The world's favorite smart drug is much safer than Adderall and a promising treatment for substance abuse and neurodegenerative disorders—so why can't we use it?
It's not just students taking modafinil to help them power through their workload.
Universities and other organizations are now considering the ethics of using nootropics and other "smart drugs."
We meet a guy who tries smart drugs on YouTube, hit the road with metal legends Corrosion of Conformity, talk to an FBI agent who went undercover for decade, and more.
With the mounting pressure placed on students, many turn to smart drugs to help them study. And in the pursuit of good grades, who cares if it's fair, legal, or safe?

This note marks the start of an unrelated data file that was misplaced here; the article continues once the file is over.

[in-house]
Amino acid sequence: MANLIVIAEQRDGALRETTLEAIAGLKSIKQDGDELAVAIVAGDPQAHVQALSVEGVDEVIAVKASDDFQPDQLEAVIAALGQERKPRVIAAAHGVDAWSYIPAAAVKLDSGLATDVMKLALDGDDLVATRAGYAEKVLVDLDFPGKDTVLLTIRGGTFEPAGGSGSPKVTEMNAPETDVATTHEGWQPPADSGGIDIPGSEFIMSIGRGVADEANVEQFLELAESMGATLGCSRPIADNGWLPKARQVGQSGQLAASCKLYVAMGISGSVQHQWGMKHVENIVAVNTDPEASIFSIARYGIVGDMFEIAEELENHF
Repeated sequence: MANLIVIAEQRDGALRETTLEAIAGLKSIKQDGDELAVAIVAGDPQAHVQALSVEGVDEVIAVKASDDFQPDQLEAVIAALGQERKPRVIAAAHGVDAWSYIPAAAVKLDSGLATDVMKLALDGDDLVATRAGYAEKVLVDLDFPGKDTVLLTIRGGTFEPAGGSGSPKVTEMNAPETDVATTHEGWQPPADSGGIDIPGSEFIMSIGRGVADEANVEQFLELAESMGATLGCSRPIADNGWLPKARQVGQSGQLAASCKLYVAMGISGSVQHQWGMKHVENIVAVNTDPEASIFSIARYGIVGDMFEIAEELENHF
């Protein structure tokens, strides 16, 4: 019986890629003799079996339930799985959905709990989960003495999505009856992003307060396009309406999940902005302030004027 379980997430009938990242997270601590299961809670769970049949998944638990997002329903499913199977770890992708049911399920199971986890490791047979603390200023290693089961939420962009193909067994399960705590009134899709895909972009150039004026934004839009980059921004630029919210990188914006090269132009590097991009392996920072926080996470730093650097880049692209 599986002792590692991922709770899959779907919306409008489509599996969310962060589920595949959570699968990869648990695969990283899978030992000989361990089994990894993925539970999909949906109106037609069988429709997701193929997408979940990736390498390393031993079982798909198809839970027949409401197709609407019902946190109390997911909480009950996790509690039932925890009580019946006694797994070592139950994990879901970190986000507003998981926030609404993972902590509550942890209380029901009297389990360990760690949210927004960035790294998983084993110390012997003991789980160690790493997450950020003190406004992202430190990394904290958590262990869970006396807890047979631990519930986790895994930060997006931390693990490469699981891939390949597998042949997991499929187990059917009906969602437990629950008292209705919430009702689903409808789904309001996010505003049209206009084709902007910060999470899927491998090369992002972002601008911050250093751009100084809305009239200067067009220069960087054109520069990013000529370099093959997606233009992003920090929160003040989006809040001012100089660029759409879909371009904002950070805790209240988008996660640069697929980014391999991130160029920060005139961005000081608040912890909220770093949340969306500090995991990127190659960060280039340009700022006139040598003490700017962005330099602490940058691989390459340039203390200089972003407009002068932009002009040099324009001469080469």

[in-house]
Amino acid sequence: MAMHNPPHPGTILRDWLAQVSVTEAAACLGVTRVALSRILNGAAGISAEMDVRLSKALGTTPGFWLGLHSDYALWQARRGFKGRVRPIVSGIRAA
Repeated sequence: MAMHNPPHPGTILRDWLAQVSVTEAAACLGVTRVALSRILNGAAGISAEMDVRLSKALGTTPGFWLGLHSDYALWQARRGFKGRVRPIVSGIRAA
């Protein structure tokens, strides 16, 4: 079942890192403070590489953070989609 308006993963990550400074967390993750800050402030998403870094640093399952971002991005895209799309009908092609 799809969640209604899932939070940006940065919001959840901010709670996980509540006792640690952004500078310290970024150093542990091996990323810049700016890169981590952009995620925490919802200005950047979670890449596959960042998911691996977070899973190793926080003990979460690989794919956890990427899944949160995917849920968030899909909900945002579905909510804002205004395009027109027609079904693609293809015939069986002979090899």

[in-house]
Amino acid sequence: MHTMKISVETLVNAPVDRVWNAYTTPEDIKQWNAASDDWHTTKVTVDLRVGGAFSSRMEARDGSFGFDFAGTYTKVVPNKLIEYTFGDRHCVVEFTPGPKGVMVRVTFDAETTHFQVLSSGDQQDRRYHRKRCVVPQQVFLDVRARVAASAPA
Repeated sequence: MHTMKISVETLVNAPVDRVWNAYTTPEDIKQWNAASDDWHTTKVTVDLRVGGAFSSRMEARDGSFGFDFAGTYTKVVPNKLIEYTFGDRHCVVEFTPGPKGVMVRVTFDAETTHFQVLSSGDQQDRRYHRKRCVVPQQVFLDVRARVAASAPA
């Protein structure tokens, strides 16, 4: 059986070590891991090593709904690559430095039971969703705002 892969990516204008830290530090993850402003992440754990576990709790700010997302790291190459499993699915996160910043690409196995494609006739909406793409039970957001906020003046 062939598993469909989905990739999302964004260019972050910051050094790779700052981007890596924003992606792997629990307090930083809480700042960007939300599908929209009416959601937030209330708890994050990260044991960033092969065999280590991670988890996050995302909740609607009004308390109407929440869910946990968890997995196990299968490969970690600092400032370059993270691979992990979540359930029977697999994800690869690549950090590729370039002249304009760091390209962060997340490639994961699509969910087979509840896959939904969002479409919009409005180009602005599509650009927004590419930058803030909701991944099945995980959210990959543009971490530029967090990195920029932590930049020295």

In the rat race that is modern life, it's sort of the only drug that makes sense. How awful is that?
How a podcast host and a former NFL player, among others, created a market for pills that claim to boost brain function.
Given the recent surge in the popularity of nootropics—non-toxic, non-addictive drugs that enhance learning acquisition, increase the coupling of the brain’s hemispheres, and improve processing—a debate over the murky limits of our neurological...